Hearts and Arrows Diamonds

Hearts and Arrows diamonds or “H&A” diamonds are round brilliant diamonds that are cut very precisely in terms of their three dimensional or “optical” symmetry. Only when the cut craftsmanship is extremely precise will facets align in such a way that a pattern of eight hearts (pavilion view) and eight arrows (table view) will be visible under a special reflector device. It is important to understand that a diamond can have excellent H&A patterning without also having Ideal proportions or light performance. Diamonds that are both certified ideal with outstanding hearts and arrows patterning are referred to as Super Ideal Diamonds.
Hearts and Arrows Viewer
Hearts and Arrows Viewer
The benefits of hearts and arrows extend well beyond pleasing symmetrical patterns. When all facets are aligned precisely in three dimensions, the diamond is ‘tuned’ for optimal performance. For more details on H&A diamonds please see our articles hearts and arrows formation and grading.

Fancy Shape Diamonds

Diamond shapes other than round are referred to as “fancy” shapes. Almost any shape is possible and there are new designs coming into the market as new diamond cutting technologies and techniques are developed. Determining a cut grade for fancy shapes is far more complicated than for rounds, and as a result only the AGS light performance system is capable of accounting for the complexity. Even with this adaptive scientific system, not all shapes have yet been fully worked out.
One of the most important aspects in fancies is the overall outline of the shape, deriving primarily from its length to width ratio. The outline will affect the eye appeal of the diamond as well as the overall design of a finished piece of jewelry. To some extent this is a subjective factor allowing for different tastes. For instance, some people might prefer a long slender marquise for a design that accentuates a long slender finger. Likewise, a pendant design might favor an elongated pear shape over one with broad shoulders.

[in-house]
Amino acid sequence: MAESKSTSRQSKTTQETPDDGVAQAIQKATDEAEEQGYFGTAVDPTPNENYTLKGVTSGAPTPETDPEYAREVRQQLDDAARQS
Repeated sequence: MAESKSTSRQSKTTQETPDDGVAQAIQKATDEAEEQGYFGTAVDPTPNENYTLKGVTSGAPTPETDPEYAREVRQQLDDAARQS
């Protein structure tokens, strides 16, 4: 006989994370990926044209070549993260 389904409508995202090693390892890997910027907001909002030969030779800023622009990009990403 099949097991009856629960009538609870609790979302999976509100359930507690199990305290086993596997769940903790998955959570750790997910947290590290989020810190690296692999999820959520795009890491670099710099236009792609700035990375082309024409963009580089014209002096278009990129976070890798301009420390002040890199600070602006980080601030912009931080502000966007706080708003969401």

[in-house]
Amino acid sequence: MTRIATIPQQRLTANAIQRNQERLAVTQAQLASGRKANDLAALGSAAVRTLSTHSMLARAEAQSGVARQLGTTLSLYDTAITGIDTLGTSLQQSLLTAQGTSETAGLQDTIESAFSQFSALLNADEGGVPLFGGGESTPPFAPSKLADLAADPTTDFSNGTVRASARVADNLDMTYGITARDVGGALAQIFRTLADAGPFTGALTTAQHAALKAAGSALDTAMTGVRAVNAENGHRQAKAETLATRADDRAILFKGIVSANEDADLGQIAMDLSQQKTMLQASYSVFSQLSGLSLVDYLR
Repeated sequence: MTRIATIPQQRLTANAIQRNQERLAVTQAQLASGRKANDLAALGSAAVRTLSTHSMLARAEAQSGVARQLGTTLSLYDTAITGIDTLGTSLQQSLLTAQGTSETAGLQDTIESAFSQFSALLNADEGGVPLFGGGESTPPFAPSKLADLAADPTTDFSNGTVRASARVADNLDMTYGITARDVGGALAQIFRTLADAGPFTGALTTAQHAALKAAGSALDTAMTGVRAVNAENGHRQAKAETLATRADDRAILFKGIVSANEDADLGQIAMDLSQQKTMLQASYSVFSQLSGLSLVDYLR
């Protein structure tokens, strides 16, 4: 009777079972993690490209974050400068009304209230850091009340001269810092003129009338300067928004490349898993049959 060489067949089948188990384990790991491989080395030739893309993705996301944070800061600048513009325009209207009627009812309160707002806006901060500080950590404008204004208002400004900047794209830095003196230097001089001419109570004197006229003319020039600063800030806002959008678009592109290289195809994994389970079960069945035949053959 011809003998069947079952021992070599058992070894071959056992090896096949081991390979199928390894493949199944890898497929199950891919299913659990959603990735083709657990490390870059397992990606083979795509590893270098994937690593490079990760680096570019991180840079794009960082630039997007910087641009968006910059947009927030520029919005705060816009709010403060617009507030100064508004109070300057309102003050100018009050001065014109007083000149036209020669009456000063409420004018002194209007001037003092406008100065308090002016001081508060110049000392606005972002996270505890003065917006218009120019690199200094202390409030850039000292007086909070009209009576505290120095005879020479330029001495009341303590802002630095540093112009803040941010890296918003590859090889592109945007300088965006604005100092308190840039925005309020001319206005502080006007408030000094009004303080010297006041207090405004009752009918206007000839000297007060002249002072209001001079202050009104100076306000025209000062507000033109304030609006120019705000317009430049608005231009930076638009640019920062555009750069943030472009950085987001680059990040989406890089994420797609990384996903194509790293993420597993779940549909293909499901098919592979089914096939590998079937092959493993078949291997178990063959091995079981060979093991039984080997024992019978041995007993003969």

Whiteflash specializes in ideal cut round and princess diamonds, and normally does not stock other fancy shapes. However, our expertise in diamond light performance and our access to the global diamond network enables us to source top quality diamonds through our Virtual Diamond Service. Our GIA trained diamond consultants are highly experienced at guiding customers through a search for the diamond that is just right for their preferences and budget.
Below are guidelines that we use in our search for high performing fancy cut diamonds. Falling within these guidelines is not a guarantee that a diamond will be a top performer, but they serve as a good starting point for searching through databases of available inventory. Because performance of fancy cuts is much harder to predict from specifications alone, for the customer looking for a top performing fancy it is essential to have the diamond professionally inspected and to see light performance imagery before making a final decision.
Length to Width Ratio
Personal Preference

Summary - Practical Advice

Diamond cut is the number one factor determining a diamond’s beauty. Choosing an AGS Ideal is recommended for those looking for the ‘best of the best’ in terms of light performance. Choosing a GIA Excellent cut will assure you of very nice performance and in some cases performance at the top of the scale. In order to determine actual light performance on GIA diamonds, extra testing is required.